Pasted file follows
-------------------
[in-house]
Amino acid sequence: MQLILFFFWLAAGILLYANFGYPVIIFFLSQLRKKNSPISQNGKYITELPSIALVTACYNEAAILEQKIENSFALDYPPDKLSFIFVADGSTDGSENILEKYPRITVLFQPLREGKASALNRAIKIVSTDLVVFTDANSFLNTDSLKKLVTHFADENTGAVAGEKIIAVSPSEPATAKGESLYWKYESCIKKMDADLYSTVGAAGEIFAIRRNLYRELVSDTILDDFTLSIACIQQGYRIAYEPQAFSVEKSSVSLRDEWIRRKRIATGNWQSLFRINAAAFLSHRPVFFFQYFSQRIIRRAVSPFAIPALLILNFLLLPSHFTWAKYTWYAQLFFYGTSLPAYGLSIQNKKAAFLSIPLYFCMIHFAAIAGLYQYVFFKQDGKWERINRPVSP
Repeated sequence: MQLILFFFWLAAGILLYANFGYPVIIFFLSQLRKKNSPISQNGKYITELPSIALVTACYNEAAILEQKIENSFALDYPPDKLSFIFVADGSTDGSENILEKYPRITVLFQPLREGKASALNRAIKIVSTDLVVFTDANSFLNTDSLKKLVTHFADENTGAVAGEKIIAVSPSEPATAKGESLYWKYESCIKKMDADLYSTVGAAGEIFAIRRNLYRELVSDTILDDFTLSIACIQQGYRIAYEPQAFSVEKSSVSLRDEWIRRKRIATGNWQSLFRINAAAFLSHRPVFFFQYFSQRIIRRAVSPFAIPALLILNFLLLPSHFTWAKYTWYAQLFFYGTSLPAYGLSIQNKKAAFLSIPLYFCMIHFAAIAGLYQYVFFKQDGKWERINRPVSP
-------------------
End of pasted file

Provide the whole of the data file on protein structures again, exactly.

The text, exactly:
[in-house]
Amino acid sequence: MQLILFFFWLAAGILLYANFGYPVIIFFLSQLRKKNSPISQNGKYITELPSIALVTACYNEAAILEQKIENSFALDYPPDKLSFIFVADGSTDGSENILEKYPRITVLFQPLREGKASALNRAIKIVSTDLVVFTDANSFLNTDSLKKLVTHFADENTGAVAGEKIIAVSPSEPATAKGESLYWKYESCIKKMDADLYSTVGAAGEIFAIRRNLYRELVSDTILDDFTLSIACIQQGYRIAYEPQAFSVEKSSVSLRDEWIRRKRIATGNWQSLFRINAAAFLSHRPVFFFQYFSQRIIRRAVSPFAIPALLILNFLLLPSHFTWAKYTWYAQLFFYGTSLPAYGLSIQNKKAAFLSIPLYFCMIHFAAIAGLYQYVFFKQDGKWERINRPVSP
Repeated sequence: MQLILFFFWLAAGILLYANFGYPVIIFFLSQLRKKNSPISQNGKYITELPSIALVTACYNEAAILEQKIENSFALDYPPDKLSFIFVADGSTDGSENILEKYPRITVLFQPLREGKASALNRAIKIVSTDLVVFTDANSFLNTDSLKKLVTHFADENTGAVAGEKIIAVSPSEPATAKGESLYWKYESCIKKMDADLYSTVGAAGEIFAIRRNLYRELVSDTILDDFTLSIACIQQGYRIAYEPQAFSVEKSSVSLRDEWIRRKRIATGNWQSLFRINAAAFLSHRPVFFFQYFSQRIIRRAVSPFAIPALLILNFLLLPSHFTWAKYTWYAQLFFYGTSLPAYGLSIQNKKAAFLSIPLYFCMIHFAAIAGLYQYVFFKQDGKWERINRPVSP